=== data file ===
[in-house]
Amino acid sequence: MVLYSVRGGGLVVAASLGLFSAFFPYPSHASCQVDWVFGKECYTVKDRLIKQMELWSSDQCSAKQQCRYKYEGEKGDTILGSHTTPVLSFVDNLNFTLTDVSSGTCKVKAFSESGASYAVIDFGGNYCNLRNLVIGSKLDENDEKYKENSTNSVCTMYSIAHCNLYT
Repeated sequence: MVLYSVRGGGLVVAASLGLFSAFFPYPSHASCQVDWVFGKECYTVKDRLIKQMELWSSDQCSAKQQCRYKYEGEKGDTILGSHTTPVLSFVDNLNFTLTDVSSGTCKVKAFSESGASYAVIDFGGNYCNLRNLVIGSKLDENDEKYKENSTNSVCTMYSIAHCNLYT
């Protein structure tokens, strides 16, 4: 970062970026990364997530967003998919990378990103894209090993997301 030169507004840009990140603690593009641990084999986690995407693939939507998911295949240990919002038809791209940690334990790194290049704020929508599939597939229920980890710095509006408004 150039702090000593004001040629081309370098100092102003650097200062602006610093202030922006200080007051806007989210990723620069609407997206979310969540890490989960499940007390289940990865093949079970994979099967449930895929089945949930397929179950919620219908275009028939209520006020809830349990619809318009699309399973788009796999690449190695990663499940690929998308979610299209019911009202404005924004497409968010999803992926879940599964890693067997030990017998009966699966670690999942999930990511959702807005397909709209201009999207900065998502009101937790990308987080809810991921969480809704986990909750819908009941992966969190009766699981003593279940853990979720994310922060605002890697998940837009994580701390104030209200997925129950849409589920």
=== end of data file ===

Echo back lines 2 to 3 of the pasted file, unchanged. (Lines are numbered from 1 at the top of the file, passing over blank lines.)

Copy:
Amino acid sequence: MVLYSVRGGGLVVAASLGLFSAFFPYPSHASCQVDWVFGKECYTVKDRLIKQMELWSSDQCSAKQQCRYKYEGEKGDTILGSHTTPVLSFVDNLNFTLTDVSSGTCKVKAFSESGASYAVIDFGGNYCNLRNLVIGSKLDENDEKYKENSTNSVCTMYSIAHCNLYT
Repeated sequence: MVLYSVRGGGLVVAASLGLFSAFFPYPSHASCQVDWVFGKECYTVKDRLIKQMELWSSDQCSAKQQCRYKYEGEKGDTILGSHTTPVLSFVDNLNFTLTDVSSGTCKVKAFSESGASYAVIDFGGNYCNLRNLVIGSKLDENDEKYKENSTNSVCTMYSIAHCNLYT